Theo J. H. Niessen, PhD, is a senior researcher and lecturer at Fontys University of Applied Sciences-Faculty of Nursing. He is also appointed as the head of an ethics committee at a home for elderly people. Within his PhD, he developed an enactivist epistemological framework to understand teachers' learning processes during responsive evaluation. Currently his research is concentrating on ethics and moral deliberation and practice improvement.

    Joe O'Hara, PhD, is Senior Lecturer at the School of Education Studies, Dublin City University, with responsibility for Initial Teacher Education. His research interests include educational evaluation and initial teacher education. He is an active member of the Irish Evaluation Network and European Evaluation Society. He is currently a member of the General Council of the European Educational Research Association and is Vice President of the Educational Studies Association of Ireland. Their (see McNamara) most recent publications include Trusting Schools and Teachers: Developing Educational Professionalism Through Self-Evaluation (Peter Lang, 2008) and “Importance of the Concept of Self-Evaluation in the Changing Landscape of Educational Policy,” Studies in Educational Evaluation, 34, 173–179.

    Sharon F. Rallis is Dwight W. Allen Distinguished Professor of Education Policy and Reform at the University of Massachusetts, Amherst. A past president of the American Evaluation Association, Rallis has worked with evaluation for over three decades and has published extensively in evaluation journals. Her research focuses on local implementation of policy-driven programs. She has taught on education leadership and policy faculties at University of Connecticut, Harvard, and Vanderbilt. Rallis' doctorate is from Harvard University. Her books include Learning in the Field: An Introduction to Qualitative Research (with Gretchen Rossman) and Leading with Inquiry and Action: How Principals Improve Teaching and Learning (with Matthew Militello).

    Dana K. Rickman was recently named the Director for Research and Policy at the Annie E. Casey Foundation, Atlanta Civic Site. Before then, she was a Senior Research Associate at Georgia State University, Andrew Young School for Policy Studies. Rickman has participated in a variety of public policy evaluations including North Carolina's Disadvantaged Student Supplemental Fund, Georgia's Universal Pre-K, and Georgia's TANF system. Rickman has published in the fields of evaluation, and education policy.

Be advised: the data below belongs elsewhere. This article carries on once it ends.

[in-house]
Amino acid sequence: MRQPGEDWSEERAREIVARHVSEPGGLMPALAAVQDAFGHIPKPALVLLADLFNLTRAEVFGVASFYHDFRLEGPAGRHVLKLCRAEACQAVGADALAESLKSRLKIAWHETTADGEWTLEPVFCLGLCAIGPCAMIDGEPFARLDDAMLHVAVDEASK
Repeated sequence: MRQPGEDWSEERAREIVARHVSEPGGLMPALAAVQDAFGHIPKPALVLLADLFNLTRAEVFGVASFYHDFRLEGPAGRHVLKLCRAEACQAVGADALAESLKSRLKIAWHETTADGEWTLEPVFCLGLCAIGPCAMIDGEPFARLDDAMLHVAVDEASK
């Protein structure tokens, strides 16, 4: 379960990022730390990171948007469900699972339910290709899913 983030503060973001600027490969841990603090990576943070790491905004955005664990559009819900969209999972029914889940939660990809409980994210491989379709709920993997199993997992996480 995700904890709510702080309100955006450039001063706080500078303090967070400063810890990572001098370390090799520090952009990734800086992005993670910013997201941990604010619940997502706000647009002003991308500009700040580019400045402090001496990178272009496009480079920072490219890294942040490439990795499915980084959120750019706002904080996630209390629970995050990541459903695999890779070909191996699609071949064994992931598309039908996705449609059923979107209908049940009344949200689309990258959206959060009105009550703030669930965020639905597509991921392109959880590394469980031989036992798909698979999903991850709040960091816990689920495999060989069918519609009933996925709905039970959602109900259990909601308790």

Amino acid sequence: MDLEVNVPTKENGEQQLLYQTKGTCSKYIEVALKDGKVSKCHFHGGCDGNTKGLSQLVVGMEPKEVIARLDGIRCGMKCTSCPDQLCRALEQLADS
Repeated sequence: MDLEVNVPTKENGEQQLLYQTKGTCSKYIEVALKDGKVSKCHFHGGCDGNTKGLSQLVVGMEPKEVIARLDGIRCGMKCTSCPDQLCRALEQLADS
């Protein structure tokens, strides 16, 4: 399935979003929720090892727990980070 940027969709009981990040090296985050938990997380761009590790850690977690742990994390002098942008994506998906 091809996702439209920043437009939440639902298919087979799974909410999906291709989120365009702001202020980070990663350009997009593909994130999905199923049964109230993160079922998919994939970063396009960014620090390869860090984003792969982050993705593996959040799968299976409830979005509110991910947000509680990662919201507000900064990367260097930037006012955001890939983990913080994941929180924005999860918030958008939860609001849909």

Fazal Rizvi has been a Professor in the Department of Educational Policy Studies at the University of Illinois since 2001, having previously held academic and administrative appointments at a number of universities in Australia. His new book, Globalizing Education Policy (Routledge), will appear in 2009. He has written widely on theories of globalization, educational, and cultural policy and the internationalization of higher education. He is currently researching higher education in India, especially with respect to the ways in which Indian universities are engaging with issues of globalization and the knowledge economy. At Illinois, he directs an online program for teachers around the world in Global Studies in Education. See http://gse.ed.uiuc.edu.

    Barbara Rosenstein, PhD, grew up in New York and studied at Brooklyn College of the City University of New York, the University of Chicago, and Ben Gurion University of the Negev. After 2 years in the Peace Corps in Tunisia and several years of teaching ESL and French in Connecticut, she moved to Israel. In 1984, she was introduced to the field of evaluation through work with the Bernard van Leer Foundation and has studied, taught, and practiced evaluation ever since. She developed a method of using video for evaluation and has given talks and workshops on the subject. Her main focus has been on community-based programs concerned with education, empowerment, and co-existence. She is a founding member and now chairperson of the Israeli Association for Program Evaluation and was on the first board of the International Organization for Cooperation in Evaluation. Barbara teaches Theory of Evaluation and Ethics in Evaluation at Ben Gurion University of the Negev.

    Thomas A. Schwandt is Professor and Chair, Department of Educational Psychology, at the University of Illinois at Urbana-Champaign, where he also holds an appointment in the Department of Educational Policy Studies. He is the author of Evaluation Practice Reconsidered; Evaluating Holistic Rehabilitation Practice; Dictionary of Qualitative Inquiry; and, with Edward Halpern, Linking Auditing and Meta-Evaluation. In 2002, he received the Paul F. Lazarsfeld Award from the American Evaluation Association for his contributions to evaluation theory. He is currently a member of the Standing Committee on Research and Evidentiary Standards, National Research Council, Division of Behavioral and Social Sciences and Education.